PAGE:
Shocking price differences between good and bad credit

by | Feb 25, 2021

If you care about money, listen up. Hundreds, to even thousands of dollars could be hiding in your credit score! How? Good to exceptional credit may qualify for you the best terms and low-interest rates on a variety of popular purchases. This blog takes a look at the shocking price tag differences between good credit and bad credit.

What is considered a good credit score?

According to Experian, credit scores range from 300 to 850. At a glance, scores are categorized into the following buckets. Let’s start with the basics.

  • Very Poor: 300 – 579
  • Fair: 580 – 669
  • Good: 670 – 739
  • Very Good: 740 – 799
  • Exceptional: 800 – 850

To help you get the best deal possible on a new line of credit, borrowers should strive to maintain a credit score between the good to exceptional ranges shown above (see my $0 credit score).

How your credit score impacts price

Among other factors, lenders heavily consider your credit score to determine whether or not you are a good candidate to loan money to or provide services for. When it comes to items such as a mortgage, auto loan, or credit card, your score will be an essential part of the approval process. But here’s where the real money comes in. If approval is granted, your credit will also help determine the interest rate and terms you may be offered. As a general rule of thumb, the higher your score, the more likely you are to qualify for a financially favorable deal. In comparison, poor credit could wind up costing you significantly more money over time. From unnecessary deposits to skyrocketing interest rates, bad credit can hit your wallet pretty hard.

How much money could good credit save you?

Depending on the purchase, the price difference between good credit and bad credit can add up to a large chunk of change. Just how large? Let’s run the numbers on a handful of common purchases. *Please note that the examples shown below are based on general estimates and are hypothetical examples provided for illustrative purposes only. Depending on your specific purchase, lender, and other unique factors, your individual results may vary.

Auto loan

According to Kelley Blue Book, the average car price is around $38,378. A borrower with exceptional credit may qualify for a low-interest rate of around 4% or lower. Meanwhile, a consumer with poor credit may see an interest rate at 14% or higher. When you add up the extra costs over the life of a 60-month loan, the borrower with exceptional credit would end up paying about $4,029 in interest, while the borrower with a bad credit would pay a whopping $15,201 in interest for the exact same vehicle! That’s a difference of $11,172 either in or out of your pocket because of credit. Next, let’s take this concept and spread it over a few other common purchases that typically rely on credit.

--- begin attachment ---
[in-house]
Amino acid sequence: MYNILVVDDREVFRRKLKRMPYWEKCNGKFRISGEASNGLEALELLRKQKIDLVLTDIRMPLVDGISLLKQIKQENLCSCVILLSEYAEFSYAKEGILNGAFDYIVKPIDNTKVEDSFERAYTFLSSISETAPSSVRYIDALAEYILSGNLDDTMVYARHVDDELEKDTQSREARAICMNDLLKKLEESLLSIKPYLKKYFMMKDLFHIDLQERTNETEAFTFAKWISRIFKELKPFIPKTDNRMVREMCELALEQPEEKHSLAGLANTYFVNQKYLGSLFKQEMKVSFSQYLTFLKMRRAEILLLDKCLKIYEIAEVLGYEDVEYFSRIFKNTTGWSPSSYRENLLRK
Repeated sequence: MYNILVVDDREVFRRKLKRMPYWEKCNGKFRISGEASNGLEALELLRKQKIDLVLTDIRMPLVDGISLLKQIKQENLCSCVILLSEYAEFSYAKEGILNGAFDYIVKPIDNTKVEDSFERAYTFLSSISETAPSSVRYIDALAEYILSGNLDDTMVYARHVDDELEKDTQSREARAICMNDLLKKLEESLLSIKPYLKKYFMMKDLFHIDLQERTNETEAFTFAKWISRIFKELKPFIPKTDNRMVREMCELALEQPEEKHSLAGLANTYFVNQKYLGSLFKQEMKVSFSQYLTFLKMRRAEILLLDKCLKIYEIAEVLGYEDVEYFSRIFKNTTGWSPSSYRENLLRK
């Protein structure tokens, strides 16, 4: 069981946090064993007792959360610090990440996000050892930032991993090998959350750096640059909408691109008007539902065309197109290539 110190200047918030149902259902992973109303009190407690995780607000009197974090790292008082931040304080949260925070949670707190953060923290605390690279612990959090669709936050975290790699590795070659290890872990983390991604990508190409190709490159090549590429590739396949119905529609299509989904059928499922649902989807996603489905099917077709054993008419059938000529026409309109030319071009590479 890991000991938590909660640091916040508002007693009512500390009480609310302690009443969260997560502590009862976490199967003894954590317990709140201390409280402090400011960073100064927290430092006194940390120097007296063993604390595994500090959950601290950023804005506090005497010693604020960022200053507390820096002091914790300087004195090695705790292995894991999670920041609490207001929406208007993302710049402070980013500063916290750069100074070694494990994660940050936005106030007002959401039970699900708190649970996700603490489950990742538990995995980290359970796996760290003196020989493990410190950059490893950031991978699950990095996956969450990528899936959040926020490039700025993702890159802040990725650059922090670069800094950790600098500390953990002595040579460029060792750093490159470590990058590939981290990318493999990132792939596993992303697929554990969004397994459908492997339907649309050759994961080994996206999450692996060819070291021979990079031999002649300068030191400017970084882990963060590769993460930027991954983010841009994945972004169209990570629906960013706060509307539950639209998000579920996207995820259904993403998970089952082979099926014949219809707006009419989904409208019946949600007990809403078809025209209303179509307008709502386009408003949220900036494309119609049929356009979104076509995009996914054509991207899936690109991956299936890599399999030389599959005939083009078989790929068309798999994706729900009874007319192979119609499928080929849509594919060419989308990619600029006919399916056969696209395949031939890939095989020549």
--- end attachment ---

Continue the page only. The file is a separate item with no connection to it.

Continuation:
Auto insurance

  • Premium rate example with good credit: about $1,550 annually
  • Premium rate example with bad credit: $2,000 or more annually
  • Savings of a good credit = $450


  • Average home price on Zillow: $269,069K
  • Example interest rate on a 30-year fixed loan with good credit: 3% or $139,317.00
  • Example interest rate on a 30-year fixed loan with bad credit: 4.5% or $221,731.00
  • Savings of a good credit = $82,414.00

Personal loan

  • Loan amount: $50K
  • Example interest over 60-months with good credit: 6% or $7,998
  • Example interest over 60-months with bad credit: 20% or $29,482
  • Savings of a good credit = $21,484.

If we add up all of the extra interest costs above, simply having good credit could end up saving a borrower in these scenarios $115,520 in unnecessary fees. Yikes!

Why it PAYS to have good credit

In addition to the general price differences between good credit and bad credit, having favorable credit could also pay you money! Here’s how. If you qualify for a rewards-based credit card, the incentives tied to its use could add up to some big bucks! Cash-back rewards, travel perks, and even free gifts are a great way to potentially earn money just by making everyday purchases. As with any credit card, annual fees, and interest rates (even if they are low) may still apply. With this in mind, always read the fine print to determine if a rewards-based credit card is right for you.

In summary

By now, it’s no secret that the price tag differences between good credit and bad credit are quite substantial. As we’ve learned, not only can good credit potentially save you thousands of dollars over time; it could also help you earn profitable rewards if used responsibly.

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Disclaimer: The scenarios above are generalized estimates and are for illustrational purposes only. Individual approval, the exact price, interest rate, and terms you may be offered, will vary. ScoreShuttle does not give financial advice or guidance on credit improvement. Always be sure to do your own research before making any financial decision.

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Liz Richards

Liz Richards

Credit Content Specialist

Liz Richards is a content creator specializing in credit wellness and best budgeting practices. As an in-house ScoreShuttle contributor, Liz transforms complex financial topics into easy-to-digest tips that consumers can use to manage their credit and financial worthiness.

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